Thump, Thud

Darkness surrounds me, my body snuggles a bit deeper into the mattress, as I pull the covers a little closer. Sounds from the kitchen tell me my husband is up and preparing for his day of work. I’m not working today, which allows me the luxury of drifting in and out of sleep for a bit longer.

Just as I begin the slide back into the dreaming world, there is a thud followed by a thump. Instantly, my eyes pop open to determine what had so rudely brought me to a conscious state. My husband rushes into the room, worried that I have fallen, his words escaping before his eyes take in the scene, “Are you all right?” he queries with concern.

In the dim light of the early morning, I notice the closet door, previously closed, now ajar. The overhead light reveals a vase that had been standing on the floor of the closet decided to recline rather than remain upright. As it fell over, a domino effect was in play. The vase hit the closet door causing a thump as it pushed the door open, which was followed by a thud when landing on the floor.

Sleep is no longer an option. It is time to greet the day. The offending vase is now placed upon a shelf, hopefully a more stable footing, so there will be no repeat of the morning thump, thud.


Reverso Poem

At the beginning of the month, this is a poem that filled my mind.


Now we have reached the final day of March, the challenge has been met. I can reverse the poem and celebrate.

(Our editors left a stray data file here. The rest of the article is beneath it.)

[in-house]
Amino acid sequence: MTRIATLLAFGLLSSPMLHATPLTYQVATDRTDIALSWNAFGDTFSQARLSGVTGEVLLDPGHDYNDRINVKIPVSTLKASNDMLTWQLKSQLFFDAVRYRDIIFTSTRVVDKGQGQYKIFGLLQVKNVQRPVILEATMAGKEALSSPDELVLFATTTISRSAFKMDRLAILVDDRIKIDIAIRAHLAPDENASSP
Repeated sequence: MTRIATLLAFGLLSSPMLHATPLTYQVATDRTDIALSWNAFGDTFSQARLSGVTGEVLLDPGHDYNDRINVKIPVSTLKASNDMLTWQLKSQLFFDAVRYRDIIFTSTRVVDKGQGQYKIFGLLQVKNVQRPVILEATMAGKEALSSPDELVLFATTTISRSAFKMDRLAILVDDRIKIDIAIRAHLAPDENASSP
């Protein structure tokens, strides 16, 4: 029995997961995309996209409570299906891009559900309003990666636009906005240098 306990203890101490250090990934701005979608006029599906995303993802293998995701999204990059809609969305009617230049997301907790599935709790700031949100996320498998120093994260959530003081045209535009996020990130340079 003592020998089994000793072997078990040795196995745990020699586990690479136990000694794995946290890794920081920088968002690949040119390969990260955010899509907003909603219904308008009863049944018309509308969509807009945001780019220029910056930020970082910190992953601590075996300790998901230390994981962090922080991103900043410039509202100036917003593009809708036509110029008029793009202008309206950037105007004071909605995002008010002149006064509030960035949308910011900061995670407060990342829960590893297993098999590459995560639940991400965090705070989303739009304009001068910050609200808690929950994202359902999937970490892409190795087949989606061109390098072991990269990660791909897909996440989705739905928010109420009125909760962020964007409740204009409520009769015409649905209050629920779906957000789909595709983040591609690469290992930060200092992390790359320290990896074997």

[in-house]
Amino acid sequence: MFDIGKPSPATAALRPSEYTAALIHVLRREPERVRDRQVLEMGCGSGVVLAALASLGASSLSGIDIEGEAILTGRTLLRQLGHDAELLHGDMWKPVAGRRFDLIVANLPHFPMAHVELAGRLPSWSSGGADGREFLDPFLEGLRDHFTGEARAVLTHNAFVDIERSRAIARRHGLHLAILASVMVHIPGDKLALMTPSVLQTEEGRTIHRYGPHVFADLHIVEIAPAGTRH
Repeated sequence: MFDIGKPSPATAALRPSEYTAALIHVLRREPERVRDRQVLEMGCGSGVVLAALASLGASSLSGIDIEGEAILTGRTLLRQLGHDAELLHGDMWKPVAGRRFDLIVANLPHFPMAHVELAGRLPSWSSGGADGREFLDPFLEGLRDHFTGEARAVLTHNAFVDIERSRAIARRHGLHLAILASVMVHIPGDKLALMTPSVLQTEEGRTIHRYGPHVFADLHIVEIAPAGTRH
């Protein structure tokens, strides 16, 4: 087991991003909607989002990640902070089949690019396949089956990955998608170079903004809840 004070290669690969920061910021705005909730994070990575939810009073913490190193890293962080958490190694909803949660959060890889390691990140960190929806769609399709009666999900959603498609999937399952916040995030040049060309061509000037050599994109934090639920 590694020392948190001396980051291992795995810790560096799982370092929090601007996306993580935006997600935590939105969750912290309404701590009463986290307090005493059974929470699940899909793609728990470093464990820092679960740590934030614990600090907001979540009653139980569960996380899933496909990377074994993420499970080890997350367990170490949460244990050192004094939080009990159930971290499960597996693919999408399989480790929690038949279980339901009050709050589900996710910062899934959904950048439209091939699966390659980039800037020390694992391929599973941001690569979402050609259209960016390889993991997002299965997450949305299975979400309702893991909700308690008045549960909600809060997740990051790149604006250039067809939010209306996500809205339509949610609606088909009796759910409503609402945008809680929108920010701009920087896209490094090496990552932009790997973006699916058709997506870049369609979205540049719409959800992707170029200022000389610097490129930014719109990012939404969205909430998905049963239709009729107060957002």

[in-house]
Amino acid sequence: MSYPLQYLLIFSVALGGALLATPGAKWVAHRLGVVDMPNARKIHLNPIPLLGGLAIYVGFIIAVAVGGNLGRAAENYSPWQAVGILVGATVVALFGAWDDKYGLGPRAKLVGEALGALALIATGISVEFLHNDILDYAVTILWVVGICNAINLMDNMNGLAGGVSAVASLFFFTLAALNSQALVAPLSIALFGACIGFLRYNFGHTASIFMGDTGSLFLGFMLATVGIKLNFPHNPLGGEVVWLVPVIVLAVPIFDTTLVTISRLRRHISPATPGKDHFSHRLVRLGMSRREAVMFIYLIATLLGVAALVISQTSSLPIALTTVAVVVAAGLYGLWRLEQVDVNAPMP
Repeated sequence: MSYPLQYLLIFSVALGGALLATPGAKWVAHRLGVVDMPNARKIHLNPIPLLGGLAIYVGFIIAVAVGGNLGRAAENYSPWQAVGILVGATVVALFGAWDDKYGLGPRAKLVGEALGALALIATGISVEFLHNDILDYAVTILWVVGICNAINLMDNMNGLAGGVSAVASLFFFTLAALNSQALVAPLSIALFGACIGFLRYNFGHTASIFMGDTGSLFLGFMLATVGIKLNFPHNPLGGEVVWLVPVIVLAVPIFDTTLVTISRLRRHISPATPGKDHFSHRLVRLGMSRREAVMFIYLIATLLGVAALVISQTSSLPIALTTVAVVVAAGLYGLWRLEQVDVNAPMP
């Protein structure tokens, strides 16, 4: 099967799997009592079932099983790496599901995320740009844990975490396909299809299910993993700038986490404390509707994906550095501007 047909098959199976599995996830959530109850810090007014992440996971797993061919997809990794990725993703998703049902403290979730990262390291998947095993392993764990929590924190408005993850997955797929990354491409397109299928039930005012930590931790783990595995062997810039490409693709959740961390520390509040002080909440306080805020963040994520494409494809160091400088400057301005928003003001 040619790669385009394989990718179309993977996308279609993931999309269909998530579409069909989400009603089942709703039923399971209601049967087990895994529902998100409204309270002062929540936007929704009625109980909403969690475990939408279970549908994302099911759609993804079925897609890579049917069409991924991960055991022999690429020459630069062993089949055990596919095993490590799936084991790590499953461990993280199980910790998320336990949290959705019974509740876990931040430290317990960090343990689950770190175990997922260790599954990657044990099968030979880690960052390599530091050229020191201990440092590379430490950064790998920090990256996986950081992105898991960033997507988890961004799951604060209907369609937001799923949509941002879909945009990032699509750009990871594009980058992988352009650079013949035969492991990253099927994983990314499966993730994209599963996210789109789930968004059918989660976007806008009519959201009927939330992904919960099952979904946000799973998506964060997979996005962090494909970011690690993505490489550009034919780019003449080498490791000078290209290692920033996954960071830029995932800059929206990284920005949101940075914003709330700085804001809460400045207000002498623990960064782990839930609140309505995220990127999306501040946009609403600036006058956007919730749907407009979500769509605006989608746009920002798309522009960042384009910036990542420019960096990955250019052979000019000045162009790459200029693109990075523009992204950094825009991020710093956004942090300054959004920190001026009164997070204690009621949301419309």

My poems are examples of a reverso poem developed by Marilyn Singer. In her book Mirror, Mirror she wrote:

mirror mirror

“We read most poems down a page. But what if we read them up? That the question I asked myself when I created the reverso. When you read a reverso down, it is one poem. when you read it up, with changes allowed only in punctuation and capitalization it is a different poem.”

At the beginning of March, I am always tentative. What will I write? Will I have time to read and comment? On the last day of March, I breathe a sigh of relief. I traveled through the month and met the challenge. I celebrate!

I can answer the question of the second poem, What will I do? I will continue to write and post on Tuesdays. I hope you will join in and continue to share a slice of your life.




Text Messages Bring Smiles

The text tone on my phone is listed as glass. It sings a high pitched “Ding, ding” whenever a text comes in.

Previously, that sound did not raise my heartbeat or send me scurrying to locate my phone. But that’s all changed. Now, anticipation runs high whenever the high pitched ding plays. It could be a picture sent half way across the country bringing my granddaughter into the palm of my hand.

Clara was born January 3. We arrived to meet and greet her January 5. We spent the next four days holding her and savoring every moment with our family in California. Ever since then we have only had photos and videos sent via the phone. I am eternally grateful that we have the technology to bring family closer.


Great grandfather meets his great granddaughter.

Great grandfather meets his great granddaughter.




Petri Dish Stump

In December, we had two river birch trees removed from our landscaping. They were beautiful trees and the decision to remove them was an emotional battle. Finally the orders were given for the trees to be removed. Their roots are very invasive (didn’t know this ten years ago when they were planted) and we wanted to avoid complications in the future to our house’s foundation. I wrote about the tree in the front of the house earlier this month. That tree was a focal point in the landscape and is dearly missed.